Social psychology seems to come in waves. In the 1950s and 1960s it was mostly about social attitudes (things such as stereotypes and prejudice). In the 1970s and 80s there was an outpouring on love and interpersonal attraction (topics previously considered too esoteric for scientific analysis). Today, it seems, the hot topic is fame. First there was my own book (with Andrew Evans), Fame: The Psychology of Superstars ; now this one by David Giles.
Perhaps we should ask ourselves if we are really interested in enlightenment or just trying to partake of the phenomenon. For the fact is that fame is at a mighty premium in the modern world - widely sought and opening every imaginable door. But the reasons why people become famous have changed in recent decades. Once it was necessary to perform great deeds, win battles, create beautiful art works or make world-shattering scientific discoveries; now it may only be necessary to streak in public, smash up a guitar, spit on a reporter, or proffer a piece of obscenity as art. All that matters is media attention. Weathermen and game-show bimbos are familiar to all and feted wherever they go; even serial killers have fan clubs. By contrast, a Nobel prize winner is generally ignored.
Giles discusses such issues and anomalies in scholarly yet lucid prose. He notes that a major dilemma faced by celebrities is that the same media that creates their fame can easily become their tormentors. The tabloids like to put people on pedestals, but equally enjoy knocking them off again. At the very least, the loss of privacy is lamented. Someone once defined a celebrity as "a person who spends the first part of their life seeking fame, and the second half wearing dark glasses to avoid being recognised". Celebrities have their problems: they easily become self-obsessed, develop delusions of grandeur and persecution and have high rates of stress, addiction and suicide. Giles also notes an ambivalence among the public. Devoted fans may turn into dangerous stalkers, and many people grovel to celebrities' faces but are scornful and resentful behind their backs. This is partly because celebrities exploit the licence to be boring and boorish. Giles relays a telling story about Chris Eubank, who was apologising for being late for a press conference. With disarming self-insight he noted that he was often late for appointments but "one day I'll lose - then I'll have to be on time".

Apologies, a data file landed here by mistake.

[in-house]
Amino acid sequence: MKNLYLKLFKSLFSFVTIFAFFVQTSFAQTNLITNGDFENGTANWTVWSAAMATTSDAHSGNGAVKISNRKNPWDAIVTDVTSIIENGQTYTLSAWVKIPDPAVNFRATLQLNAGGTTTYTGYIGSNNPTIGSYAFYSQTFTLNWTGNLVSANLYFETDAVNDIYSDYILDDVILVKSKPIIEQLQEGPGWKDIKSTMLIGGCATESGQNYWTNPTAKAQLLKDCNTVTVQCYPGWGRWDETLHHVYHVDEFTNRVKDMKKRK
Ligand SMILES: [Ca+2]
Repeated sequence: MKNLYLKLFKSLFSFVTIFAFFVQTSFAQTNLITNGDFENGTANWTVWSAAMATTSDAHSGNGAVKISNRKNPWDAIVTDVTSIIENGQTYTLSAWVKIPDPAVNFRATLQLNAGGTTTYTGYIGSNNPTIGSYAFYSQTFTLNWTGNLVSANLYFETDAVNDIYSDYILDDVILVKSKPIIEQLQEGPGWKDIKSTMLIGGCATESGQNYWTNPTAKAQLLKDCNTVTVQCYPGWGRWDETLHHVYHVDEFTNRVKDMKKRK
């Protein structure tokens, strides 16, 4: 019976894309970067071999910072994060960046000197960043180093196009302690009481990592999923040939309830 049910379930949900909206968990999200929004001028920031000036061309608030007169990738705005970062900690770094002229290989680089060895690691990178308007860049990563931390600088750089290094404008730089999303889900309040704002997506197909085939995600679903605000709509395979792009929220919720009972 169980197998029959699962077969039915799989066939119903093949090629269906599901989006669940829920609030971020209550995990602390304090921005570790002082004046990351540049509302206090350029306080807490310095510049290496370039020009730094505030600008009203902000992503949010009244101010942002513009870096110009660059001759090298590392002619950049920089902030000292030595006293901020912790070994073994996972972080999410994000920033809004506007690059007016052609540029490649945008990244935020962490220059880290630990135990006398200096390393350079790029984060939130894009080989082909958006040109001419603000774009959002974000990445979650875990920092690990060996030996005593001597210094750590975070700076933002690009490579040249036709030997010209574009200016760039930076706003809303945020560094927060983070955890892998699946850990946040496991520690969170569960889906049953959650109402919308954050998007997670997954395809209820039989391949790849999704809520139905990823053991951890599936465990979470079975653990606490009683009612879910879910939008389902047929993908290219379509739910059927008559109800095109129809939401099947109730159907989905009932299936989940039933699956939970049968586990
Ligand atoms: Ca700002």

This is an entertaining and thoughtful little book that draws much upon the author's experience as a pop-music journalist. It nicely balances history, anecdote, research and comment, and I recommend it to students of psychology, media and communications, as well as to the general reader.
Glenn D. Wilson is reader in personality, Institute of Psychiatry, University of London.
Illusions of Immortality: A Psychology of Fame and Celebrity. First edition
Author - David Giles
ISBN - 0 333 75449 2 and 75450 6
Publisher - Palgrave (formerly Macmillan Press)
Price - £40.00 and £12.99
Pages - 187